'His life wasn't taken - it was robbed' Grieving mums describe the devastation left behind by driver Timothy Cawley who caused death of two men in East Ardsley crash
A grieving mum told the driver who caused the death of her son in a horror crash that he had "robbed" him of his life as he was locked up for ten years.
Timothy Cawley is today starting a decade-long sentence after admitting causing the deaths of Ian Broadhurst and Matthew Wilson in an horrific crash on Bradford Road, East Ardsley.
Mr Wilson's mum, Michelle Knapton, spoke of her family's devastation as she read a victim statement to Leeds Crown Court.
A Judge told the 35-year-old car dealer he had shown 'complete contempt' for people's lives when he caused the tragedy in June 2019.
Mrs Knapton addressed the court as Cawley sat in the dock at the sentencing hearing.
She said: "I remember hearing those harrowing words that I will take to my grave, 'my son has died'.
"How the hell do I get through this?
"My child isn't supposed to go before me. I have lived my life and he was just at the starting point of his with so much to look forward to.
"His life wasn't just taken - It was robbed.
"He did not have a bad bone in his body.
"He was vulnerable and did everything he could to please people without thinking about it
"I talk to Matthew's pictures and tell him that I love him before I go to bed."
Mrs Knapton said more than 300 people attended her son's funeral and described how the death had impacted upon the lives of many who knew her son
Ms Knapton told Cawley: "This wasn't an accident. An accident is where someone steps into the road or has a minor bump.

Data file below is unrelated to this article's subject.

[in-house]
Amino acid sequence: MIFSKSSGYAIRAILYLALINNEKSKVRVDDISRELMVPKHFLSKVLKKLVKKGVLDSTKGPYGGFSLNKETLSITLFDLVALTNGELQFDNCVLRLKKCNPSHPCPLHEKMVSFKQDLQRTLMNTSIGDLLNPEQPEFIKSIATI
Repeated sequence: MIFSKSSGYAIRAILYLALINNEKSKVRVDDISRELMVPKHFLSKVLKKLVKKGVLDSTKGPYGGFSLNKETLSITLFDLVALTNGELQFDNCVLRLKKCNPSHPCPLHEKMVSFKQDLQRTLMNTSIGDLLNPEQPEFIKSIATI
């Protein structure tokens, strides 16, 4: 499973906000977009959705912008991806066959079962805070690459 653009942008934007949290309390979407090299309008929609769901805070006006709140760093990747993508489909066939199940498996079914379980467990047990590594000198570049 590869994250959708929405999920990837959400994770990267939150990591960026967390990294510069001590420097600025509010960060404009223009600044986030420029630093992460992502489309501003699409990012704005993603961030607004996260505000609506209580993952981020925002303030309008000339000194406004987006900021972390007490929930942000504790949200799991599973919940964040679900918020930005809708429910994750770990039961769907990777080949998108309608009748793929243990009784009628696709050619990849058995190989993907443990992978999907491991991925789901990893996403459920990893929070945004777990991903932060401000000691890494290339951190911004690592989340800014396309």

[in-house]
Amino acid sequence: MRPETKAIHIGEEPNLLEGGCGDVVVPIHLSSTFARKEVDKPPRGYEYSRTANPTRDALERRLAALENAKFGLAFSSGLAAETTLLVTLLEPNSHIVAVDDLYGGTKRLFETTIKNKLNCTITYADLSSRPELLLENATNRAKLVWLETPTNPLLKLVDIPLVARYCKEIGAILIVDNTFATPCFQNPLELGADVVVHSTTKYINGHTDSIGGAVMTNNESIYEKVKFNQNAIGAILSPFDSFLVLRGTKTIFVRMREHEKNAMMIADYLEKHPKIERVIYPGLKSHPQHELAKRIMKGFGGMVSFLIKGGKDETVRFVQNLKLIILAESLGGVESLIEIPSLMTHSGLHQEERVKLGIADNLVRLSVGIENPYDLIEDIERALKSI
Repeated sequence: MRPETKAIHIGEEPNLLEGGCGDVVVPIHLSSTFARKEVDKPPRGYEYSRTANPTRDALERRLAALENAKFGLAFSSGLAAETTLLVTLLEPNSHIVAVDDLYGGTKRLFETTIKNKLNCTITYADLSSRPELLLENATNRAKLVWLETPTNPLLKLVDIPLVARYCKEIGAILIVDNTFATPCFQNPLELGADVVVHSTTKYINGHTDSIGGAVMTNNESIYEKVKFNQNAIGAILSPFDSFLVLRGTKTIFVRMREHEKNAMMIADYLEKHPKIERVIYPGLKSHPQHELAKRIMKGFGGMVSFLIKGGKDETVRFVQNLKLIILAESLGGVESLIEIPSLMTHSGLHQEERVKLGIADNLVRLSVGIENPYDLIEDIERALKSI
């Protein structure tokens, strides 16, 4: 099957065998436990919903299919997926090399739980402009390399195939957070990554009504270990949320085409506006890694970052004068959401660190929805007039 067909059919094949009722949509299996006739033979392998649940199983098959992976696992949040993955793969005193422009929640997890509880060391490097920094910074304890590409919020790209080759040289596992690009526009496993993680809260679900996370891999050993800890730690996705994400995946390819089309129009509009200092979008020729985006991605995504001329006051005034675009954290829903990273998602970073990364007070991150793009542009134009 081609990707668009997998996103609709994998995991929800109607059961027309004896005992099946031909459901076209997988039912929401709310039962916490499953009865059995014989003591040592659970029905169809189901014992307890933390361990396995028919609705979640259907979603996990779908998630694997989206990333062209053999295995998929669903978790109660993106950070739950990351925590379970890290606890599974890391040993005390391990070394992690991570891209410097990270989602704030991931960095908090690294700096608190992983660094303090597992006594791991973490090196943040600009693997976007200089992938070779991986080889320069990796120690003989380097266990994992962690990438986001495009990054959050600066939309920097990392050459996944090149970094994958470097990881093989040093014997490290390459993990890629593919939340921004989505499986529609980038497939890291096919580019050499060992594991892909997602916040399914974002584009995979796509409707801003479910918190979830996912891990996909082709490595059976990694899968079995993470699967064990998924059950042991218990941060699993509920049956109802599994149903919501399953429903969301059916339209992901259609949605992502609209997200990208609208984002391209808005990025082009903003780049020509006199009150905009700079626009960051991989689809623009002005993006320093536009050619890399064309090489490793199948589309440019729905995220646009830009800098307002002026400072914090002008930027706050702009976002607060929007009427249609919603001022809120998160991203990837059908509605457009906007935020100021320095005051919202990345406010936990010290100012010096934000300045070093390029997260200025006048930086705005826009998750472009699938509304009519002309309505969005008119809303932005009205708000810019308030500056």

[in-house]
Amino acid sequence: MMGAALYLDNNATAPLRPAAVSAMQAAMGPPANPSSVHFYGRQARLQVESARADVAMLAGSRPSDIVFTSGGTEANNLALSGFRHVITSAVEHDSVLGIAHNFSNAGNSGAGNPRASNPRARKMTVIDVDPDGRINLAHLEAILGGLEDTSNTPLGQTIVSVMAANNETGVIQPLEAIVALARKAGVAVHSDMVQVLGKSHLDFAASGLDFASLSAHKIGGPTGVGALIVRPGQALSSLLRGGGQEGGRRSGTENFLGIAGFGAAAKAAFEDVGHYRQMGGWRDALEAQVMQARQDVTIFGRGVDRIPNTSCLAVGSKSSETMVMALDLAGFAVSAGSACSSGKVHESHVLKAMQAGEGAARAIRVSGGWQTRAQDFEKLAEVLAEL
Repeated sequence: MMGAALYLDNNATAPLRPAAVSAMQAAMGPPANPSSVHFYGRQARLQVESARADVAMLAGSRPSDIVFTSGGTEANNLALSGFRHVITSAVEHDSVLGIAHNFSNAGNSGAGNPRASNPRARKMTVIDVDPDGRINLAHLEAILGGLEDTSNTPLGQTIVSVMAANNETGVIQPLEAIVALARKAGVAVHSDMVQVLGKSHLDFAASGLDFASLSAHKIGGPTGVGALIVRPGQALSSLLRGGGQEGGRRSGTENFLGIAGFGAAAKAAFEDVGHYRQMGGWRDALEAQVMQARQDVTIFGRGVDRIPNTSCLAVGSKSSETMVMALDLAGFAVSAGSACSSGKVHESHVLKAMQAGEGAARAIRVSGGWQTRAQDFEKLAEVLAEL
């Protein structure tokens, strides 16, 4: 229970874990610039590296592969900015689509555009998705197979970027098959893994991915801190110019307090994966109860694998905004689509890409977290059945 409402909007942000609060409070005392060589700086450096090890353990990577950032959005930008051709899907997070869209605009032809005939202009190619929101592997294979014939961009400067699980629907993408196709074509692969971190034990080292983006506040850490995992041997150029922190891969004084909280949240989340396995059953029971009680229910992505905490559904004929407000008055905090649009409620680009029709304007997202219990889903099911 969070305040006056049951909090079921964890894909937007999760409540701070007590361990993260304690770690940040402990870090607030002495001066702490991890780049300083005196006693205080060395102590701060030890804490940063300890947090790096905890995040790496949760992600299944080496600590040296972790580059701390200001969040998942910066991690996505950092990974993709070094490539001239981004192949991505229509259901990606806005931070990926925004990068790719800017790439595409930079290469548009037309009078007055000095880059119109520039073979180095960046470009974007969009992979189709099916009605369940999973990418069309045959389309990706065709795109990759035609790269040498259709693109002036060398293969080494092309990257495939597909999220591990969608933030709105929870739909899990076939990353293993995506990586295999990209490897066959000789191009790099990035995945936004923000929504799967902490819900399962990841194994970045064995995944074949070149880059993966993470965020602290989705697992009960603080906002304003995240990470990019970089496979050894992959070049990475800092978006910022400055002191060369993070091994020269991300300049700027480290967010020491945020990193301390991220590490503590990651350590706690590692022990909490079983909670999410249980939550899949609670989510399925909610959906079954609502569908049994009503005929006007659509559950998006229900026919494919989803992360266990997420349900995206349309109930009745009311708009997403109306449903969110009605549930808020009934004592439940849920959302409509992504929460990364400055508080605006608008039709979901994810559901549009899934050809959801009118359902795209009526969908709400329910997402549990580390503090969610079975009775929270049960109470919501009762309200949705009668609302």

"A driver is supposed to be in control of his vehicle.
"You will never know the pain unless you go through what my family and friends have.
"The loss and the pain we still feel and will have to go through for the rest of our lives."
"I will never be able to bring my baby back and no one should have to live like this."
Prosecutor Carmel Pearson read a victim statement to the court on behalf of Ian Broadhurst's mum, Janet.
She said: "Ian was the most happy-go-lucky person you could wish to meet.
"To him I was Mummy. It didn't matter how old he got, he would always call me Mummy."
The court heard it is the second time Mrs Broadhurst has lost a son.
She said: "Losing a second child is something no one should have to go through.
"It wasn't until he died that we realised how popular he was.
"He would never leave anyone in a sticky situation.
"He always had a wicked sense of humour.
"Ian would have made a wonderful dad. He had such a great way with his nephews and nieces.
"We will never be able to see him with his own children.
"My second son has been taken from me and I will never get over this."